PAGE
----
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Dice que habíais quedado. ¿Te olvidaste'

Here you could take the dictionary translation:

He said you had arranged to meet/you had a date. Did you forget'

updated OCT 17, 2008
posted by 00494d19
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lol...dont' go crazy, Nati...it does say: arrange to meet, but the fact is:

he quedado con Mario: I am meeting Mario/ I have a date with Mario

appointment: Tengo una cita con el médico.

We would not use quedar con médico, dentista, abogado...

¿Vamos a quedar esta noche? Are we going to meet tonight'

updated OCT 17, 2008
posted by 00494d19
0
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lazarus1907 said:

:

Finally, when reading a sentence with inverted order ("Llamó Tomás Aguilar), my mind interprets Tomás Aguilar as the direct object, not the subject.

That's the easiest one to answer. Spanish can move the subject easily around, unlike English, which is why we signal the personal direct object with "a":

Llamó Tomás Aguilar = Tomás Aguilar called.

Llamó a Tomás Aguilar = He/she called Tomás Aguilar.

Oh, OK. Why am I always forgetting the easiest things?

Heidita, Lazarus, thank you for the pointers.

updated OCT 17, 2008
posted by Natasha
0
votes

:

Finally, when reading a sentence with inverted order ("Llamó Tomás Aguilar), my mind interprets Tomás Aguilar as the direct object, not the subject.

That's the easiest one to answer. Spanish can move the subject easily around, unlike English, which is why we signal the personal direct object with "a":

Llamó Tomás Aguilar = Tomás Aguilar called.
Llamó a Tomás Aguilar = He/she called Tomás Aguilar.

Now you know why the personal "a" is used: subjects never begin with "a".

updated OCT 17, 2008
posted by lazarus1907
0
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Heidita said:

The other thing that caused me major problems here was that I thought quedado was the past participle of quedar, until finally in frustration I looked it up and found out that it is a noun meaning "appointment."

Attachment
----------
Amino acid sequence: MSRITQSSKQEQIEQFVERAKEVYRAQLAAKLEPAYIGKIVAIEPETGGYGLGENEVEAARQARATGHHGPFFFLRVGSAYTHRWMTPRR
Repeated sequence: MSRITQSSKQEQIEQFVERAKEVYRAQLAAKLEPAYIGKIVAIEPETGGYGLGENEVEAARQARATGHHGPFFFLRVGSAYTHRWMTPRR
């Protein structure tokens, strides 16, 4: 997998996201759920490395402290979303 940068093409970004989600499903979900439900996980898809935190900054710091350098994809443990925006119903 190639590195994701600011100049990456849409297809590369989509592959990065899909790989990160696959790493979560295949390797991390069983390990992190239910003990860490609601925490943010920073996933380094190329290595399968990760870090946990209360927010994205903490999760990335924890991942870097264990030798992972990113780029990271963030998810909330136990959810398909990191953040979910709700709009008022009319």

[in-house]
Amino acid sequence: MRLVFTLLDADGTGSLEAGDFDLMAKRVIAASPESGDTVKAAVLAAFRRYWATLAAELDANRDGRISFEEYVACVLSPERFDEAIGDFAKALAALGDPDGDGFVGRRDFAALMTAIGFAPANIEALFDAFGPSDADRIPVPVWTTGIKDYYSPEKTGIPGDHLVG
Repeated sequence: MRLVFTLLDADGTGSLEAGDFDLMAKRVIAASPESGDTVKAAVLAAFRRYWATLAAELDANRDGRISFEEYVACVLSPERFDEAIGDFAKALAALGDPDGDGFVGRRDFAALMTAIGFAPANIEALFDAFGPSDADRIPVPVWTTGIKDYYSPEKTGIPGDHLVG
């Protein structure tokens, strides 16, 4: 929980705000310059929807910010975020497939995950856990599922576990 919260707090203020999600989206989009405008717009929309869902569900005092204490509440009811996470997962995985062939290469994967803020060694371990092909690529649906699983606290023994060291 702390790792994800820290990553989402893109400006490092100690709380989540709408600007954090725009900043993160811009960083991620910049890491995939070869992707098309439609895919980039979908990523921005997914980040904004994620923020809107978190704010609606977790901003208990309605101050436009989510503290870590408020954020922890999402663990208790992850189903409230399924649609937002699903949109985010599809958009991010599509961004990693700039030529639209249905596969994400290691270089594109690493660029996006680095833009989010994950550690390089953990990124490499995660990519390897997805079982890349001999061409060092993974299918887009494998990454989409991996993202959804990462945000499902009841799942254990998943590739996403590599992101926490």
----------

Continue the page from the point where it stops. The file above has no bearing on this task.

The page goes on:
quedar = meet, have a date.....

So here it is the participle of quedar.

Habíamos quedado...we had a date

quedado cannot be a noun, quedada can...

NO WAY! You don't mean it! That interpretation is not in my paper dictionary, or the one on this site. {gone crazy}

updated OCT 17, 2008
posted by Natasha
0
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Ya pensaba que te habías perdido por ahí --dijo--. Llamó Tomás Aguilar. Dice que habíais quedado. ¿Te olvidaste'

habíais quedado ...you had made the appointment...this takes place before the call by Tomás.

Dice: could be in past simple.

For more "scientific" explanations, let's wait for Lazarus.

updated OCT 17, 2008
posted by 00494d19
0
votes

The other thing that caused me major problems here was that I thought quedado was the past participle of quedar, until finally in frustration I looked it up and found out that it is a noun meaning "appointment."

quedar = meet, have a date.....

So here it is the participle of quedar.

Habíamos quedado...we had a date

quedado cannot be a noun, quedada can...

updated OCT 17, 2008
posted by 00494d19